Cook loves to can and bake

Published 7:57 am Wednesday, July 15, 2009

SEDLEY—Jessie Cook says she has been cooking for as long as she can remember and laughs as she recalls her first cooking experience.

“I was about five or six and decided I wanted some scrambled eggs. I had watched mama and I was sure I could do it, but I wasn’t quite tall enough to reach the stove.

“So I pulled up a stool, climbed up on it and started cooking.

“When Mama caught me, she nearly had a heart attack,” Cook revealed.

The 72-year-old grandmother has not lost the determination she had as a youngster. She has always loved to cook, she says, and is not afraid to experiment.

“Cooking the standard “meat and potatoes” that most farm families grew up on, and canning and freezing vegetables for the winter to come, were second nature to me,” she said. “So I tried new things. I’d see a recipe in a magazine that looked interesting and I just had to try it.

“I decided more than 30 years ago that I could make a cake as pretty as anyone I’d seen and that’s how I got started making cakes for my friends and neighbors.

From this first trial, Cook’s reputation as a baker escalated.

“The first cake I made for a special occasion was for the daughter of my boss. She asked me to make her wedding cake.

“Well I was a little apprehensive, but it turned out really well.”

Cook grinned. “As a matter of fact, I was right proud of that cake. I asked my friend, Sonya Gardner, who had a station wagon, to drive me to the church in Franklin to deliver it.

On the way, we even stopped to show it off to another friend.

“This friend was in the hospital, so we pulled up beneath her window and blew the horn. She looked out the window and just waved.”

Since then, Cook has made cakes for many special occasions, weddings, birthdays, special parties, including one for her mother, Julia Johnson’s 100th birthday.

Cook and her husband, Harold, have lived on her family’s farm all their married life and raised their son, Troy, there, she said.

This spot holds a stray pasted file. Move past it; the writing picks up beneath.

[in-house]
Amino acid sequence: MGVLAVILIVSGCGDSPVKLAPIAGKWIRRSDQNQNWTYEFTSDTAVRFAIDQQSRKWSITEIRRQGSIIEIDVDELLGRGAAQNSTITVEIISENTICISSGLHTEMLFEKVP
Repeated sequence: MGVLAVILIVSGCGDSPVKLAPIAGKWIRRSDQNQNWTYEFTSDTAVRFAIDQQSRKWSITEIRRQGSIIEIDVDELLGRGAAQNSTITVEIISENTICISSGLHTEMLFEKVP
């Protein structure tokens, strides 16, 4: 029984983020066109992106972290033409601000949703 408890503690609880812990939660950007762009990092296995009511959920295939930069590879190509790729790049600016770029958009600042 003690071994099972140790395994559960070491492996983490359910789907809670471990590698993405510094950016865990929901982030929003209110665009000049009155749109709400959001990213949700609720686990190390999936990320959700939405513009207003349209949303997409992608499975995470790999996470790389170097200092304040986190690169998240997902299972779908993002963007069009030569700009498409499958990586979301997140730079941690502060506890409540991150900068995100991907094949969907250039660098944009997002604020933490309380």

“We built our home here close to Mama and she lived with us for 48 years. She died in 1999, but we still have Thanksgiving and Christmas here for the whole family.

Cook says she does all the cooking for about 30 people, except for baking the cake.

“Ironic, isn’t it?” she said with a smile. “Well, I have a niece who also likes to bake, so I leave that up to her.”

Name: Jessie Cook

Age: 72

Occupation: Retired from Union Camp Corp. after 45 years

Favorite food: Chicken, cooked any way

Least favorite food: Seafood

What is the first thing you remember cooking? Scrambled eggs, standing on a stool in front of the kitchen stove when I was about five or six.

What has been your worst cooking experience? Many years ago, before I was married, I made a cake by a recipe that I cut out of the paper. I didn’t realize they had left out an ingredient (baking powder) until I had cooked the cake, which I immediately threw out. The next week, the paper ran the recipe again, correcting the mistake, but that didn’t help me any.

One ingredient you can’t cook without: I have three, which are equally important, I think — salt, black pepper and sugar. They give foods a much better flavor.

What is the most important thing you have learned about cooking? Pay close attention to what you’re cooking. Don’t walk down the hall for just a second — you always stay longer than you intended, which can ruin your dish.

Who is the best cook you have ever known and why? My sister, Hazel Hughes. When I was about 12, our mother had some medical problems and I lived with my sister for a while. She is a wonderful, old-fashioned cook and taught me much of what I know about cooking. We’d be in the kitchen together and she would stay close to me when I was learning and tell me what to do.

If you could eat one thing for the rest of your life, what would it be? Chicken

Jessie cook’s homemade cucumber relish ingredients

10 pounds cucumbers, sliced into disks

3 cups pickling lime, mixed with enough water to cover cucumbers

5 pounds sugar

3 pints vinegar

1 tsp. allspice

1 tsp. cinnamon

1 tsp. salt

1 tsp. ground ginger


Place sliced cucumbers in lime water and let stand for 24 hours. Then, change water every hour for four hours straight.

Drain cucumbers and grind.

Place ground cucumbers in canning pot. Combine sugar, vinegar and spices and bring to boil.

Pour sugar mixture over cucumbers and let stand overnight.

Boil for one hour, then pour hot relish into jars and seal.